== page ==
Many of us tend to think of personal income as a private matter. A person's worth isn't determined by how much he or she makes — so why should a prospective employer think otherwise? Some job seekers, though, get an unpleasant surprise when an interviewer pops the question of previous salaries — and it's important to know how to respond in a way that preserves your negotiating position without compromising your shot at the job. Understanding why some employers ask this question can help you provide an answer that keeps you safe on both those fronts. Here's how to approach your response. No law requires you to divulge your previous salaries to a prospective employer — and in fact, some career coaches strongly advocate a polite refusal, no matter how much pressure the employer applies.
How to Include Salary Requirements with a Cover Letter
How to Include Salary Requirements in a Cover Letter | Resume-Now
Last Updated: March 29, References. This article was co-authored by our trained team of editors and researchers who validated it for accuracy and comprehensiveness. There are 8 references cited in this article, which can be found at the bottom of the page. This article has been viewed , times. Learn more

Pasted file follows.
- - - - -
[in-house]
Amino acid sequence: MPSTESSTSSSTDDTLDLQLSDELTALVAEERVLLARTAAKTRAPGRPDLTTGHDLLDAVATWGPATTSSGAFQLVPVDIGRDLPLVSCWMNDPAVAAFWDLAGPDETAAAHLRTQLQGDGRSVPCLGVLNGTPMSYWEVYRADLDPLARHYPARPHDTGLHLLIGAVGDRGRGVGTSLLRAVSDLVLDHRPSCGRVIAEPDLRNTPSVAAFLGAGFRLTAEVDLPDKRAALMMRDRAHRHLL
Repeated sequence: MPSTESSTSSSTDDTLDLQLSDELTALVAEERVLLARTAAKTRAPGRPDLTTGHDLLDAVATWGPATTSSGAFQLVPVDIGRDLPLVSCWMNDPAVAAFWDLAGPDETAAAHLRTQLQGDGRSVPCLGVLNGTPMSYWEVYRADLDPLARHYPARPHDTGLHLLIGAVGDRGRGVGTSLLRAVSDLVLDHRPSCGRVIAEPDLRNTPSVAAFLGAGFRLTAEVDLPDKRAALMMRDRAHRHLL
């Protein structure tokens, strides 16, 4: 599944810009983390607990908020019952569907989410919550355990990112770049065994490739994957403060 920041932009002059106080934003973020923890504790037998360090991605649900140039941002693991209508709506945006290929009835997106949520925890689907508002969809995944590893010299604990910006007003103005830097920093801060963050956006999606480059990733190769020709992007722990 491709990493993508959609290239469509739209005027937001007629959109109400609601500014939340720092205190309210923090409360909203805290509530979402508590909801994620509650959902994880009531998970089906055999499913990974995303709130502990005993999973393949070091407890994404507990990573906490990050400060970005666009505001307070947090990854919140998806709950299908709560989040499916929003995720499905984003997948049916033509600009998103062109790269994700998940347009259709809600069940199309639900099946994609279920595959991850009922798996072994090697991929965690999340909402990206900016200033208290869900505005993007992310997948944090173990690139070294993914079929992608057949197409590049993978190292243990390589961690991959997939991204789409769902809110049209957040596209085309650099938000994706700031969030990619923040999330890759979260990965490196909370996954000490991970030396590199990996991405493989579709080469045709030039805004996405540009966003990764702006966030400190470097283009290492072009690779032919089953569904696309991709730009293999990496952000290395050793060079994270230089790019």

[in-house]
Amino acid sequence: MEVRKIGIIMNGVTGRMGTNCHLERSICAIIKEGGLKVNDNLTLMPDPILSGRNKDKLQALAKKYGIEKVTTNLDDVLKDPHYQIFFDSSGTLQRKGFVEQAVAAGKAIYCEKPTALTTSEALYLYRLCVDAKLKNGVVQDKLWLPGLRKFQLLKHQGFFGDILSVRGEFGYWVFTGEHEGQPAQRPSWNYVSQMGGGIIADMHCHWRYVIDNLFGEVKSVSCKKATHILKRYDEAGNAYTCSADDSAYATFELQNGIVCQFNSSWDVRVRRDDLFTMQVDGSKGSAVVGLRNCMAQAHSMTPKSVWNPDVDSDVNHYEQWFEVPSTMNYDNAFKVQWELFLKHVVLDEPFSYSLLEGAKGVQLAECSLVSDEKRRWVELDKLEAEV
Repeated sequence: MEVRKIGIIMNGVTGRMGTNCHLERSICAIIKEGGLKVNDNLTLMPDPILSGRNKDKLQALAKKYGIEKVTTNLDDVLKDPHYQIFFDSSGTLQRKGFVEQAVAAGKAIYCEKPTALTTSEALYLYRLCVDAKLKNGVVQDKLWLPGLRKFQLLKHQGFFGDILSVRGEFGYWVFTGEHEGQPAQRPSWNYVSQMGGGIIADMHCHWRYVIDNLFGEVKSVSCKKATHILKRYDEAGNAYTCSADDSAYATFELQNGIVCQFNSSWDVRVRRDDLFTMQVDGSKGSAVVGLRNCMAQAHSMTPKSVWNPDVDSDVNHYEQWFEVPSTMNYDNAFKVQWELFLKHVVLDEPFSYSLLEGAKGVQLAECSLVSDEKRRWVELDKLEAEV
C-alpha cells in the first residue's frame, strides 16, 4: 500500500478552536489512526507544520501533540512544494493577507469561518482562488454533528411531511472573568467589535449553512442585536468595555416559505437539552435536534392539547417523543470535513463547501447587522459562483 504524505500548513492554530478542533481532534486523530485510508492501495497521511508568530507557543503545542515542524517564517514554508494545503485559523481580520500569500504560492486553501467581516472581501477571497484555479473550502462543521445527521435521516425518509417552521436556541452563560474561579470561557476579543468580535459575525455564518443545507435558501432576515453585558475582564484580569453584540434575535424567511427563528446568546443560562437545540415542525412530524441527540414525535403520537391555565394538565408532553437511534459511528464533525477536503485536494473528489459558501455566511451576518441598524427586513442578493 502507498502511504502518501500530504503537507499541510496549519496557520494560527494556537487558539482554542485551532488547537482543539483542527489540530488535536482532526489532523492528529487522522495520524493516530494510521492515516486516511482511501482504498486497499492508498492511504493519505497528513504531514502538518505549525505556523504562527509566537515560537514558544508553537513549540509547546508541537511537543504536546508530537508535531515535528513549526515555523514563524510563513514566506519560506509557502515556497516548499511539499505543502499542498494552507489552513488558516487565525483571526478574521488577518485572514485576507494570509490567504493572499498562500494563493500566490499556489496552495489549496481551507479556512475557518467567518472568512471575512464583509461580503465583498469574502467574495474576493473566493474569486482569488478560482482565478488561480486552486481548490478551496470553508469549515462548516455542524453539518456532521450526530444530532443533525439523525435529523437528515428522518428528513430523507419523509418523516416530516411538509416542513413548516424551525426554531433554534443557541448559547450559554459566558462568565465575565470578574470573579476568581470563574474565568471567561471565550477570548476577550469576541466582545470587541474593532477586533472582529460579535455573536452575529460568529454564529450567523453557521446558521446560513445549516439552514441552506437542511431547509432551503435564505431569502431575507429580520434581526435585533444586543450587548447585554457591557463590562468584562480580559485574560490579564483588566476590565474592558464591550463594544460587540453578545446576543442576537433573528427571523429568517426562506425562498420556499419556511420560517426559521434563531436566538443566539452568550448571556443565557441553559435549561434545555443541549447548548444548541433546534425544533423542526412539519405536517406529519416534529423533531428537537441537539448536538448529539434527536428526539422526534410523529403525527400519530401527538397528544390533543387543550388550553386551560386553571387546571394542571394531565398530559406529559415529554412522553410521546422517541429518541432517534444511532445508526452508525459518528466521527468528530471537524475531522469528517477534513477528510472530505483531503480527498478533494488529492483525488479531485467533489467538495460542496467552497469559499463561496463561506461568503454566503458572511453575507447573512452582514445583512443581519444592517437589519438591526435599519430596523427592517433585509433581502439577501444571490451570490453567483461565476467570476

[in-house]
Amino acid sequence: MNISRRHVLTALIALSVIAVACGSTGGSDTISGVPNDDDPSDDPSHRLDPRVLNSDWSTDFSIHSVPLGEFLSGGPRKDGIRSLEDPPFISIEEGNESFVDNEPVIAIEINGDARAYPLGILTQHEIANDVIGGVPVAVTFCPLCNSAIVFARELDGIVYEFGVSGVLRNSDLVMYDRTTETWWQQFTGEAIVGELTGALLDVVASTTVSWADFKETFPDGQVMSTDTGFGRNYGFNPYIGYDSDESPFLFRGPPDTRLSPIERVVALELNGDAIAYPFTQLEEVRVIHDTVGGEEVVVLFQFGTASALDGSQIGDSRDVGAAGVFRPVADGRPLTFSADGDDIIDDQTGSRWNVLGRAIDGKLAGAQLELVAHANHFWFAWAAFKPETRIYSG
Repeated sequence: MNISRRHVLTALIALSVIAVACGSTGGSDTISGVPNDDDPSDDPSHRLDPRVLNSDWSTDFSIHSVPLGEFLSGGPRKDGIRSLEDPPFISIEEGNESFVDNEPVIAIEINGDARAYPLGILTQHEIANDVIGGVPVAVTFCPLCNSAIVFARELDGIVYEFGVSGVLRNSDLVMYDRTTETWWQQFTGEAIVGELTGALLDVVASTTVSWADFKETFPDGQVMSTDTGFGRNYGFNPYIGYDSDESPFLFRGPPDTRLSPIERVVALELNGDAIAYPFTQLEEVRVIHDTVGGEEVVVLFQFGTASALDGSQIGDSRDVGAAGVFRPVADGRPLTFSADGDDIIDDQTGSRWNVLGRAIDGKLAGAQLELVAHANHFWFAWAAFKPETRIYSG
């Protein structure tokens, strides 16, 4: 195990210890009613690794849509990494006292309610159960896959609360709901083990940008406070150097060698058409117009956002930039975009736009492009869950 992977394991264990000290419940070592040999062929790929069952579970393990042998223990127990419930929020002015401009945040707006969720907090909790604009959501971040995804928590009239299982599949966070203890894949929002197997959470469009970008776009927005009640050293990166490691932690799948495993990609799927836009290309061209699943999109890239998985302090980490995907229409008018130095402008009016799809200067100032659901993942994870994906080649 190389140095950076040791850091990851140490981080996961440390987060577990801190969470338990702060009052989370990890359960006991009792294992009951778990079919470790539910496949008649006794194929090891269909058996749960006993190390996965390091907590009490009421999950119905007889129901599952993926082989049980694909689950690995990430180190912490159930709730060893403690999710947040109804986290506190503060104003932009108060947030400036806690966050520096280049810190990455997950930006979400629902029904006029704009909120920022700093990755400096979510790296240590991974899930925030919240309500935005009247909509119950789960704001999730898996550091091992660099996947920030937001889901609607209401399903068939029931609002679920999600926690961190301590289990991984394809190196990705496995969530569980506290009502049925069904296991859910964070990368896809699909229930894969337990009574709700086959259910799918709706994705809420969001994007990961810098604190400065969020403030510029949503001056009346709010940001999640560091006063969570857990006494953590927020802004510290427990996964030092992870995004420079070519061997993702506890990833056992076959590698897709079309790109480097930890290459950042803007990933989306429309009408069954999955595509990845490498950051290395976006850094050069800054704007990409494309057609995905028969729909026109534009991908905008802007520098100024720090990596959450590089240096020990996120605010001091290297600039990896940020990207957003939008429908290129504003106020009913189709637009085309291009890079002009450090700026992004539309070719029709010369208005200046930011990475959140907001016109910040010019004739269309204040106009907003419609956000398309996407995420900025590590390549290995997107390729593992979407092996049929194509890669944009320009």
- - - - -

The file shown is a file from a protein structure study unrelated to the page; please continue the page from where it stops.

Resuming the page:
How to List Desired Salary on a Resume
By Susan P. These questions are the most dreaded by job candidates, with good reason. This may be the start of the salary negotiation, if they decide to offer you a job. A "wrong" answer can result in a job offer with a salary that is too low or the end of the opportunity if you state a salary that is too high. As you will see below, you can dodge the question for a while, as you gather information.
Salary plays an important role in a job seeker's decision to apply for a position. Employers sometimes ask potential employees to include their salary requirement on their resume as a way of weeding out prospects who seek a salary higher than the company budget allows. This information also helps companies successfully negotiate salary when an employee is hired. Applicants must be prepared to share their salary requirement or risk missing out on a potential job opportunity.